1. 1. Dao (2008) 7:325–328 DOI 10.1007/s11712-008-9076-7 BOOK REVIEW CHEN, Guying , The Yi Commentaries and the Thought of the Schools of Daoism Beijing : Shangwu Yingshuguan , 2007, VII+318 pages GUAN Ping Published online: 17 July 2008 # Springer Science + Business Media B.V. 2008 As the title makes explicit, CHEN Guying’s book The Yi Commentaries and the Thought of the Schools of Daoism takes on a heated scholarly debate in contemporary Yi Jing studies in China. The standard traditional view that the Yi Commentaries (Yi Zhuan , the Ten Wings of the Yi Jing) were composed by Confucius had hardly been questioned until the 20th century, except in the Song Dynasty by OUYANG Xiu (1017–072) and in the Qing Dynasty by CUI Shu (1740–1816), who nonetheless never doubted the nature of the Ten Wings as being the work of Confucian thinkers who lived after Confucius. Chen goes a step further and sets out to prove that although Confucius as the sole author of the Yi Commentaries was out of the question, the Yi Commentaries could not have been composed by Confucius’ followers of the pre-Qin times either. Rather, the astonishing and leading theme of the sixteen essays of the book, written in the decade from the 1980s to the 1990s, is that the entire Yi Commentaries could only have been produced by thinkers of the Daoist schools. Such a claim rejects the traditional view held by the majority of scholars and pushes the Confucians almost completely out of the picture. In fact, this is the main aim of the book, as Chen states in the “Preface” to the first edition of his book (1993): “The philosophical thought in the Yi Commentaries belongs to schools of Daoism, and not to the (pre-Qin) Confucian thinkers” (ii). This challenging view makes the book very intriguing and has drawn much attention and debate. By Daoist schools, Chen refers to three groups of Daoism in his book: the philosophy of Laozi and Zhuangzi , the thought of the Daoist thinkers of Jixia , and the thought of Huang-Lao . The essays in the book are structured accordingly. Chen holds that the works of the Jixia Daoists include at least thirteen essays in the Guan Zi , and he bases his analysis of the Huang-Lao on the Huang-Lao Bo Shu , generally entitled the Huang Di Si Jing . He ascribes both to the mid and late Warring States period as the main stream of thought of the time that subsequently had determinative influences on the Ten Wings of the Yi Jing. GUAN Ping (*) Department of Religion, Syracuse University, NY 13244-1170, USA e-mail: guanp@yahoo.com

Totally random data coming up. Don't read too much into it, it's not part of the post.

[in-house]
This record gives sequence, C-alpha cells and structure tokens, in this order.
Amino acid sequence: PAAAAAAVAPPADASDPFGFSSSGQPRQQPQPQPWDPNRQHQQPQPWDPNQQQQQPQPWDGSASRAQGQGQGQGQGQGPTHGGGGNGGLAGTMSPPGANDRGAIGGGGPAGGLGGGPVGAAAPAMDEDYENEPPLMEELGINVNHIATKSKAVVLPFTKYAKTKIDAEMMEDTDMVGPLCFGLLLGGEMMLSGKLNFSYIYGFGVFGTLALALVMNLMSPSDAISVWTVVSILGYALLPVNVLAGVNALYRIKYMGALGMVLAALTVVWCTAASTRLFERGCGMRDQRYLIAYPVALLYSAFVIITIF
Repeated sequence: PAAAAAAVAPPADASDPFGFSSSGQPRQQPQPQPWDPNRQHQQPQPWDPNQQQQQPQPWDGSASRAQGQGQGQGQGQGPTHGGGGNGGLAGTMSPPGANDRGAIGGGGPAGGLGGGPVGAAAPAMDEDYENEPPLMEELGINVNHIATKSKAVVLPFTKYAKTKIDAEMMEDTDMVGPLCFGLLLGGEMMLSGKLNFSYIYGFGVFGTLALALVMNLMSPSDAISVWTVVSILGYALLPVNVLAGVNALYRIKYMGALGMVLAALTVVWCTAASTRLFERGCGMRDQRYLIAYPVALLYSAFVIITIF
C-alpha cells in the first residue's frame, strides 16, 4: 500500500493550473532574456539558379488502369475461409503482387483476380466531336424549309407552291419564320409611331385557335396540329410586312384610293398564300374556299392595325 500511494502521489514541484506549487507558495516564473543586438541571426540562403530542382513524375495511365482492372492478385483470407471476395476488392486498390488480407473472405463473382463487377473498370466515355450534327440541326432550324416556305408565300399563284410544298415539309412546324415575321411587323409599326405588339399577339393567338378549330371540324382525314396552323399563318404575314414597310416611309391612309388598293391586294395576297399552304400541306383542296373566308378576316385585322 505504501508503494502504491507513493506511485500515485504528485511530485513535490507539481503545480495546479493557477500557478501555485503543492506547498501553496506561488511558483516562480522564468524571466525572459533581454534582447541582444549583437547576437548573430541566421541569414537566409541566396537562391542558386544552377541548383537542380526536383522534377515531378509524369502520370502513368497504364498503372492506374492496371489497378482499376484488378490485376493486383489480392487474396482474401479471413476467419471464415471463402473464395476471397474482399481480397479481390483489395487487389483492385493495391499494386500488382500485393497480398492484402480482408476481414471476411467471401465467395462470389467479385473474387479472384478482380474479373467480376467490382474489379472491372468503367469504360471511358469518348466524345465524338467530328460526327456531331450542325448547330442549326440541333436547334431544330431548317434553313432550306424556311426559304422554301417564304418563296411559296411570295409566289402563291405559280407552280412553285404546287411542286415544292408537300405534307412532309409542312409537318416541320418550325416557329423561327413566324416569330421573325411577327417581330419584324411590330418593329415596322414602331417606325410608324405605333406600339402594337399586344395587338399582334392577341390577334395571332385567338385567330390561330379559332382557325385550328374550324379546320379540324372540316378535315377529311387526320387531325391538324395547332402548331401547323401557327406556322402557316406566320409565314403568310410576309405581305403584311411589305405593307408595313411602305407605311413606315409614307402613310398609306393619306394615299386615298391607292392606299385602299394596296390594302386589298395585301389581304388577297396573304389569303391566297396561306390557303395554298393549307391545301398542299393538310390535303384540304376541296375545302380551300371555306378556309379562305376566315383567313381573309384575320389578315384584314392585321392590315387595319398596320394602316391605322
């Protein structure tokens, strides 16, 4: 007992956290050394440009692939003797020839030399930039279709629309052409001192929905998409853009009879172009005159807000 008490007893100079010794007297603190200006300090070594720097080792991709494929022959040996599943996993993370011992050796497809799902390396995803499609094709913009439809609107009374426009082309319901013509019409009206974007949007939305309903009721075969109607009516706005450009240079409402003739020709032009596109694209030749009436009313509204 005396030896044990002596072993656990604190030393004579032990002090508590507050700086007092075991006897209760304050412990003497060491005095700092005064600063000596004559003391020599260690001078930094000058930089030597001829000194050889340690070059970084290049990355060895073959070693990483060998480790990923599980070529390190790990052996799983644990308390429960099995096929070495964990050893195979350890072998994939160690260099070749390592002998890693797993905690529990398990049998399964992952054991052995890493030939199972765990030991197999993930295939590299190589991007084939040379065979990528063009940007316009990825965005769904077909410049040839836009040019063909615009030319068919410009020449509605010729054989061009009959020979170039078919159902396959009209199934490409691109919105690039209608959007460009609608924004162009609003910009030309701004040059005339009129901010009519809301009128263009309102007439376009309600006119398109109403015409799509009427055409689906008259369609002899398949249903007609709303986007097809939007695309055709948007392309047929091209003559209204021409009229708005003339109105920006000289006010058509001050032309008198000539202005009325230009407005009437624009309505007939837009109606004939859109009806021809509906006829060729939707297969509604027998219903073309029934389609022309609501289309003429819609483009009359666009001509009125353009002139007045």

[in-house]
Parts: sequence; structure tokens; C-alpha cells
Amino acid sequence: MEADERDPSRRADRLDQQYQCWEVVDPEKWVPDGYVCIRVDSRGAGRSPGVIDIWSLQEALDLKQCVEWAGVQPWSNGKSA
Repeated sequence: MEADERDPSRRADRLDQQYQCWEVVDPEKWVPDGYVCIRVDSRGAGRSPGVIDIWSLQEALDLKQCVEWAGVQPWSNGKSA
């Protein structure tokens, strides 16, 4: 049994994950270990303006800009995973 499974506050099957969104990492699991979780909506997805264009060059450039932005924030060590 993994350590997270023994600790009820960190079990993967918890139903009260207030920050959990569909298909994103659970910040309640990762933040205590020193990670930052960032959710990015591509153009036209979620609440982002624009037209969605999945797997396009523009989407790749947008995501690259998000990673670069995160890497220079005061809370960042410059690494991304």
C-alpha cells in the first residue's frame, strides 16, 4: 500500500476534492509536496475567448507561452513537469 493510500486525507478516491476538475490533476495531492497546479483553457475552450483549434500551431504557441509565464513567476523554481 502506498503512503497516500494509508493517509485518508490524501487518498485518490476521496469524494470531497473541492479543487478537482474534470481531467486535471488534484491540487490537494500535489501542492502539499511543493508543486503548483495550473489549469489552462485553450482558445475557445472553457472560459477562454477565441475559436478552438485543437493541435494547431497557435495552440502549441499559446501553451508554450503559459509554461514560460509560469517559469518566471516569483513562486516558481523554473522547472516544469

2. 2. 326 GUAN Ping The book begins with a discussion of the connections of the Tuan Zhuan , which is usually considered to be the earliest among the Ten Wings, and the thought of Daoism. The six parts of the book are arranged, on the one hand, according to a chronological order of the composition of the Yi Commentaries, from the earliest to the latest, which Chen believes to exist, and on the other, according to an underlying order of the development of schools of Daoism, from the foundational Lao-Zhuang to Jixia Daoists and the teaching of Huang-Lao. The first part of the book consists of two essays on the Tuan Zhuan: “Tuan Zhuan and Lao Zhuang ( ),” and “The Daoist Way of Thinking of the Tuan Zhuan ( ).” The next five parts extend from analyses of the essential Daoist tendencies and influences in the Xiang Zhuan and Wen Yan to discussions of the Xi Ci , Suo Gua , Xu Gua , and, lastly, the Bo Shu Yi Shuo , covering thus not only the Ten Wings (except the Za Gua ), but also the newly discovered Mawangdui silk manuscript of Yi Jing (Bo Shu Yi Shuo). The main focus of the book is on the Tuan Zhuan and Xi Ci, which together occupy more than half of the book. Chen regards these two commentaries as the most important, the most philosophical, and thus representative of the Ten Wings, and provides a very systematic analysis of these two. The central claim is that the Yi Commentaries, mostly composed in the mid and late Warring States period, in general, represent one of the two trends of the philosophical development of the Dao of Heaven (tian dao ) or the Way of Heaven in the pre-Qin times. Since the Dao of Heaven, as a pattern of thinking, has its true beginning in the Laozi, the Yi Commentaries, like the other trend, the school of Zhuangzi and its followers, also owe the source of their essential ideas and concepts to the Laozi. Chen argues that the path of the development of the Dao of Heaven in the pre-Qin times undergoes three stages: it originates from the Zhou Yi , is fully formed by Lao-Zhuang, and results in the Yi Commentaries. Therefore, he takes Laozi as the transmitter of the Dao of Heaven, who lies between its source in the Zhou Yi and a consummating end in the Yi Commentaries. This is the first lineage that Chen traces in the book. The second lineage is the division of Daoism into two schools after Laozi: the school of Zhuangzi and its followers, and the school of Jixia Daoists and the Huang-Lao teaching that came out of it. Thus, Chen makes the case that the Huang-Lao teaching, the Zhuangzi, the Laozi and the Yi Commentaries are different stages of the Dao of Heaven that had its ultimate source in the Zhou Yi. The Zhou Yi and the Yi Commentaries are in this way identified with the Daoist schools, with the Dao of Heaven as their most distinctive feature and framework. In this light Chen holds that the Yi Commentaries as a whole, with its ontology, cosmology, and naturalism, is at its core Daoist. He finds that the main concepts of the Tuan Zhuan, Xi Ci, and the rest of the Yi Commentaries have their roots in the texts of the Laozi, Zhuangzi, Jixia Daoists, and Huang-Lao teaching. The sections of each of the essays of the book largely mirror this guiding principle. To take the first essay on the Tuan Zhuan, for example, its four sections are entitled: (1) The Dao of Heaven in the Tuan Zhuan as essentially Daoist; (2) The main ideas in the Tuan Zhuan and their relations to the thought of Laozi; (3) The Common points between the cosmology of the Tuan Zhuan and Zhuangzi; (4) Tuan Zhuan as produced by Southerners or Jixia members. In this essay, Chen argues that the main ideas of the Tuan Zhuan such as the origin of all things, the cyclical changes of nature, the transformation of things through the yin and yang, the complementarity of the soft and strong, and the oneness of heaven, earth, and humans all are primarily influenced by the Laozi and have their sources in the Laozi and Zhuangzi. None of these ideas are Confucian. In particular, the pattern of thinking is represented by the Dao of Heaven. The rest of the book employs the same method of interpretation. Chen’s argument is that the key notions of the Yi Commentaries,